Durban - SUHAYL Essa, a medical doctor and stand-up comedian in Houghton, Johannesburg, said patients were streaming into the causality department with concerns about the coronavirus.
“A lot of the patients come in with respiratory symptoms, apart from the simple accident cases,” said Essa, 27, a general practitioner in the emergency department of various private hospitals.
The locum doctor, who fills in for other doctors, said all the hospitals he was working at have been mandated to assist with Covid-19 patients.
He said he usually worked a 12-hour shift, from 7am to 7pm, but it was not unusual for doctors to work a 24 to 30-hour shift.
Essa said there was a sense of unease working with a virus of this nature but it was important not to panic. He said hospitals have been screening patients as they entered.
“We have taken the necessary safety precautions at the front desk of our hospitals. There is a screening process where we ask patients a few questions and, if they are deemed high-risk candidates, they will be isolated in a cubicle.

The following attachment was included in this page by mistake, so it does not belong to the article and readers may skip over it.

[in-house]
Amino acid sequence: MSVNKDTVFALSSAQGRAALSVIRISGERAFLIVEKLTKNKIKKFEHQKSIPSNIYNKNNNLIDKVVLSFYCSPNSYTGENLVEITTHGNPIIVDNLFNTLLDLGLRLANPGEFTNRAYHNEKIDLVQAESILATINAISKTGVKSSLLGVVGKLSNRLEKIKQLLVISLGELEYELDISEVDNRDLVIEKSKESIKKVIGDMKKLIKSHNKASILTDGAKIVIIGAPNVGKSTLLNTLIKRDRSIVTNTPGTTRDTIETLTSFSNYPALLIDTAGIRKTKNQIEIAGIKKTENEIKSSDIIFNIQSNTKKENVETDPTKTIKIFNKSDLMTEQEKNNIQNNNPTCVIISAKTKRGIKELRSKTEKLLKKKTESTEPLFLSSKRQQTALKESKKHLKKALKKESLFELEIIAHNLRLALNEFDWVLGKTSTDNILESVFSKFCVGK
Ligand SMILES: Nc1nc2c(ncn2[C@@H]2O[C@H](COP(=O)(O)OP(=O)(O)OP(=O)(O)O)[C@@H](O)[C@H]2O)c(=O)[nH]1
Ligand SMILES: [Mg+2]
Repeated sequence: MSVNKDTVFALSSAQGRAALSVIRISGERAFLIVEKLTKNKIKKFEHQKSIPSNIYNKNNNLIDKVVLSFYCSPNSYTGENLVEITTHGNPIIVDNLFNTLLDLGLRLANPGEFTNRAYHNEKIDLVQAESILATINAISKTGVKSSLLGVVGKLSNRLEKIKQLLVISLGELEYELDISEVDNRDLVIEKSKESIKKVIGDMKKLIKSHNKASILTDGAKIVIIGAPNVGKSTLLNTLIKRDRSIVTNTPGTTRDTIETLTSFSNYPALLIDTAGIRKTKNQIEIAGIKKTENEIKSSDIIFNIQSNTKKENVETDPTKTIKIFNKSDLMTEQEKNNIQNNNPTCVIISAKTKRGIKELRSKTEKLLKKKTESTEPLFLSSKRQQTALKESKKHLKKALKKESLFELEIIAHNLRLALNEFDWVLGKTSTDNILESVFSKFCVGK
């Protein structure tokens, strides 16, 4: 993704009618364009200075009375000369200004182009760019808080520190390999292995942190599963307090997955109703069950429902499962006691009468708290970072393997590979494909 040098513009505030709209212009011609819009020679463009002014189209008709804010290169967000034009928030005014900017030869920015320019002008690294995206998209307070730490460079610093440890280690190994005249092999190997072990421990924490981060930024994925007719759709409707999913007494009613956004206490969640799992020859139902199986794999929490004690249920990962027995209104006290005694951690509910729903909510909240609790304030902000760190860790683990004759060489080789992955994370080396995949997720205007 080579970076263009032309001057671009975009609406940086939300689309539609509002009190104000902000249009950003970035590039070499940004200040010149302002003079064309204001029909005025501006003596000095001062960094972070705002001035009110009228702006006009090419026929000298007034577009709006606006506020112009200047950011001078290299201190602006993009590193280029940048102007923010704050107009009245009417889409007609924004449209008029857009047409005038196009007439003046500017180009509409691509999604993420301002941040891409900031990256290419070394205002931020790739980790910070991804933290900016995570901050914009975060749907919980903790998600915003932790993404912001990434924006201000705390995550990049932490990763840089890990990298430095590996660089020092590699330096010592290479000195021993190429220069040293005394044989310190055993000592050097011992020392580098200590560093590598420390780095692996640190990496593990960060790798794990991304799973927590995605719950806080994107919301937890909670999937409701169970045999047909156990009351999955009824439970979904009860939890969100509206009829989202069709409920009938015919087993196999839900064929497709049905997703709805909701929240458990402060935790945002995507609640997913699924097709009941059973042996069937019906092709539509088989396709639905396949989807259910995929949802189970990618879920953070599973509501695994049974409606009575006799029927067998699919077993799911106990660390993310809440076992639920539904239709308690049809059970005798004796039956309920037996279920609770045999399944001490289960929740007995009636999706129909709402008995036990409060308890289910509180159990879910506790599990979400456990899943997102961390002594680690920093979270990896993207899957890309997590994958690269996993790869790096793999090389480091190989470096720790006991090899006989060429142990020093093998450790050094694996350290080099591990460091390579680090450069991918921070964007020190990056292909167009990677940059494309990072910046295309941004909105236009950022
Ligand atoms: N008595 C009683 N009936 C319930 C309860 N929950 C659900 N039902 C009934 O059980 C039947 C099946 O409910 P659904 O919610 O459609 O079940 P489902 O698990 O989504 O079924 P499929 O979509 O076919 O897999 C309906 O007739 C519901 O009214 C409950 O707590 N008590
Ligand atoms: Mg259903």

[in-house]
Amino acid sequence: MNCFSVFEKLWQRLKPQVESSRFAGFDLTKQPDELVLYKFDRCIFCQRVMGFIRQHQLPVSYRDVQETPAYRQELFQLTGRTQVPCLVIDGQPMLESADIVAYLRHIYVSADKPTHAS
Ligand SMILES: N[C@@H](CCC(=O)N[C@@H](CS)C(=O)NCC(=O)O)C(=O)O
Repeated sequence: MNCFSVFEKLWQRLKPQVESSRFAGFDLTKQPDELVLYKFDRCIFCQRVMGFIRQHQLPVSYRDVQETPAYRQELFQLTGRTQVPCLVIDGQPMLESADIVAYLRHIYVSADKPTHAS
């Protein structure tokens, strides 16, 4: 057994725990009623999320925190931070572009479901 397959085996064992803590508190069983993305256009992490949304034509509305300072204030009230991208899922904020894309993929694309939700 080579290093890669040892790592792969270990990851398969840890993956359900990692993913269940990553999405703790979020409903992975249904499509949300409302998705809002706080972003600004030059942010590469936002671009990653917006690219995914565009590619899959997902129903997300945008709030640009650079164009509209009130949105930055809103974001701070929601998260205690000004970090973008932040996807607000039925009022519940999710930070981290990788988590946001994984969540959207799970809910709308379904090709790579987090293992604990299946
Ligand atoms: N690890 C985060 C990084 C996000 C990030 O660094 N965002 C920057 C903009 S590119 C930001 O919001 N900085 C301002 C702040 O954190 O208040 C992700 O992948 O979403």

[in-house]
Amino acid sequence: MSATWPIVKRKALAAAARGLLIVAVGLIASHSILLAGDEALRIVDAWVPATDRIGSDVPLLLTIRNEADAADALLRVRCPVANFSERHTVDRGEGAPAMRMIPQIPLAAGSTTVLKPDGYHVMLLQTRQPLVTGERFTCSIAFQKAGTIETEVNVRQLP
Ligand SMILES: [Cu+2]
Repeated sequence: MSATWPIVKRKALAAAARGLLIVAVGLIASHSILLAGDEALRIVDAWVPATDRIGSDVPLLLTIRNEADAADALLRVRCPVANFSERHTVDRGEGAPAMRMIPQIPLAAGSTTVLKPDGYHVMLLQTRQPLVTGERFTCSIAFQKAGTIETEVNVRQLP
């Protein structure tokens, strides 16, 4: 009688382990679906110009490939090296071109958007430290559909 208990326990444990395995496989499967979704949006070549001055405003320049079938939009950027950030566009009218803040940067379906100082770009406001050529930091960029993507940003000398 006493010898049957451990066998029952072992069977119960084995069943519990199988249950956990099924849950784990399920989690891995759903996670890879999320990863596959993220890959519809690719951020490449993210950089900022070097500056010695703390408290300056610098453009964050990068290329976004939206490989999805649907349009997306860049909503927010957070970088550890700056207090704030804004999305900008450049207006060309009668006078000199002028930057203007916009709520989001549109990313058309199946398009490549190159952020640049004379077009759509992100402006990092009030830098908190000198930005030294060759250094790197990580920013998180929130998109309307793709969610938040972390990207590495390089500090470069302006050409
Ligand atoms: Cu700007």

“They will be asked to put on a mask, gloves and a gown, and not to touch anyone.”
Those who show signs of the virus are taken to the respiratory ward for an examination.
He said, at the moment, there was no specific ward that had been set up for Covid-19 infected patients.
“They are sent to the general respiratory ward, where specialist respiratory doctors will assess them and treat them accordingly.”
He said private hospitals have not been mandated to quarantine patients - only state hospitals were required to do so.
Essa said if doctors developed symptoms of Covid-19, they would have to follow the same procedures as any citizen would.
“They would have to self-quarantine for 14 days, as opposed to coming in and getting tested. If they experience severe symptoms, then they would be required to come in for a test.”
He said about 60% to 80% of those infected would not develop severe symptoms.
“You will develop mild symptoms and recover from it like the general flu.
“For those with severe symptoms, like shortness of breath and fever, you have a reason for concern. Contact the Department of Health immediately.”
As a stand-up comedian, Essa said he did a podcast daily, at 9pm, called The Daily Dose.
“I speak about the pandemic and provide advice where I can. These podcasts are later uploaded to my social media platforms.”